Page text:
Trump’s Guiding Tax Reform Principles

Yesterday morning, before the release of the Trump Administration’s tax reform blueprint, Secretary of the Treasury Steven Mnuchin stated that it “is going to be the biggest tax cut and the largest tax reform in the history of our country and we are committed to seeing this through.” At an event hosted by The Hill and American Bankers Association, Mnuchin presented a positive push on both tax and regulatory reform that will lower tax rates, broaden the base, and simplify tax filing and exemptions. If this plan or something similar wins enactment, it will be the first comprehensive tax reform in over 30 years.

The twin goals of President Trump’s tax reform outline released yesterday are to provide relief to taxpayers and to ramp up economic growth. Taxpayer relief will come in two forms: lower rates and a reduction in compliance burdens. In our latest report on tax complexity, we found that the time that Americans spend working on taxes consumes 6.98 billion hours and costs the economy $263 billion. The lower rates and reduction in complexity will stimulate the economy, which has experienced a record 10-year period of sluggish growth of less than 3 percent annually.

The administration is confident that the resulting long-term economic growth along with the reform’s simplification of deductions would offset the immediate drop in tax receipts. In yesterday’s morning event, Mnuchin agreed with some other speakers that tax reform will need to be coupled with spending reduction and regulatory reform in order to rein in the growing national debt and fully unleash economic growth.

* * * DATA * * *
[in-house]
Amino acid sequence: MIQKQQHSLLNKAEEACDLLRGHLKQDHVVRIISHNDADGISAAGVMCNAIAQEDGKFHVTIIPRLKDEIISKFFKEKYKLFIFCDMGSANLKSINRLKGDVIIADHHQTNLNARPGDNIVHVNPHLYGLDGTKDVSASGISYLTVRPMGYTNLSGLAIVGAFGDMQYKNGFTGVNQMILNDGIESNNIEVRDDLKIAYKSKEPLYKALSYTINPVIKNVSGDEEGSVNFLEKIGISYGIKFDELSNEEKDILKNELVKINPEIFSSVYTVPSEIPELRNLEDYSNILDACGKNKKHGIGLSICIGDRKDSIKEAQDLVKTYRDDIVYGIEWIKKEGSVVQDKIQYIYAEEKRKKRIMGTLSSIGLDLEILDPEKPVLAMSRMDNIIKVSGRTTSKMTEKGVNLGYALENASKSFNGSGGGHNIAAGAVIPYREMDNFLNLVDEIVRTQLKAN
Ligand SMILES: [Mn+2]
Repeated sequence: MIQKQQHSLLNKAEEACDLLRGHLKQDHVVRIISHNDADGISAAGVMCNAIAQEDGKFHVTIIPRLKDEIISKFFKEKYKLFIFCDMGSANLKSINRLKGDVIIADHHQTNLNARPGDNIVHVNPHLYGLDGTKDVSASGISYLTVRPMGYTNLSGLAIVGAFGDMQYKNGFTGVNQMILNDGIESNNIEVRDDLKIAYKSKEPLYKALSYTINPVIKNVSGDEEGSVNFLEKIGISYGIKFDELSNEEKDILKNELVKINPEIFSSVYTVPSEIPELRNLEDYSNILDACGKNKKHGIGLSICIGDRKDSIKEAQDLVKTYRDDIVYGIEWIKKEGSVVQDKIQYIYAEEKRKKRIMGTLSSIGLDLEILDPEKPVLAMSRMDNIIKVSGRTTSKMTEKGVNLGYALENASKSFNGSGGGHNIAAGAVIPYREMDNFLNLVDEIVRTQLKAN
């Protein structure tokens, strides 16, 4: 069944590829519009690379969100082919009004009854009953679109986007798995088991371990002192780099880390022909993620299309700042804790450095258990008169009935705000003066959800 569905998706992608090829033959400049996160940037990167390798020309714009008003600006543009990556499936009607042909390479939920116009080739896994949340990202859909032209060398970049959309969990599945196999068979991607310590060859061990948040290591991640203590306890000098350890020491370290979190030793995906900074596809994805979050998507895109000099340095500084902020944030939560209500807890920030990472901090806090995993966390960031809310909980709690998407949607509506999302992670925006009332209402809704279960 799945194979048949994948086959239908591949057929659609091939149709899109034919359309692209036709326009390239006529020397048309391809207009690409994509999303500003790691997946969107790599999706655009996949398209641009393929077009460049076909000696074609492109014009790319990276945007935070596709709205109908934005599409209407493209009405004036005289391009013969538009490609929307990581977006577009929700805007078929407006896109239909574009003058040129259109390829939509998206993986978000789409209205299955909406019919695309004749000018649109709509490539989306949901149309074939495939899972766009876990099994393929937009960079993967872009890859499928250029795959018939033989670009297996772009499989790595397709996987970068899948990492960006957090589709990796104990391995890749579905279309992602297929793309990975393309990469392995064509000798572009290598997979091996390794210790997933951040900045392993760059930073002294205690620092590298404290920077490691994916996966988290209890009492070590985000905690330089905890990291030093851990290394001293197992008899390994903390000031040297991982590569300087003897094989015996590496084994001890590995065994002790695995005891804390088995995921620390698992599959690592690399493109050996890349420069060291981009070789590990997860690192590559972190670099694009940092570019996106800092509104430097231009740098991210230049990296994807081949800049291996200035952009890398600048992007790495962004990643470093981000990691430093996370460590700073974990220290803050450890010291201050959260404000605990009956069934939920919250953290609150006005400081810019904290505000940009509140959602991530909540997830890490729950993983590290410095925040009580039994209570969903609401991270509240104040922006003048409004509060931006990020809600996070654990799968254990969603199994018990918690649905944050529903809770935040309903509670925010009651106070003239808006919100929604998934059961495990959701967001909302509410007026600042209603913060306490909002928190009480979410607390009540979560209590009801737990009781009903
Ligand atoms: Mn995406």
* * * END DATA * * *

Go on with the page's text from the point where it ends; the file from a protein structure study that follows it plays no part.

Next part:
However, for taxpayers awaiting bottom line answers about how these plans will affect their finances and those of their children, what matters most are the details that will eventually emerge in legislation. Mnuchin and Director of the National Economic Council Gary Cohn laid out a broad overview of what the administration would like to see enacted, but noted that many details, such as the border adjustment tax in the House GOP’s “A Better Way” reform blueprint, are to be worked out with Congress as the process moves forward. Based on the President’s proposal, five principles for tax reform seem to be guiding the administration.

1.Simplify Individual Tax Brackets and Increase the Standard Deduction: Trump’s plan would consolidate the existing seven tax brackets into three tax brackets of 10%, 25%, and 35%. This would lower the top personal income tax rate by 4.6%, from 39.6% to 35%. In order to further target savings to lower- and middle-income households, the plan also calls for doubling the standard deduction which would mean that a joint- filer couple would pay a 0% tax rate on the first $24,000 of their income, and would not have keep track of as many receipts for tax filing purposes. Moreover, the Trump plan calls for “providing tax relief for families with child and dependent care expenses,” which would most likely take the form of refundable tax credits.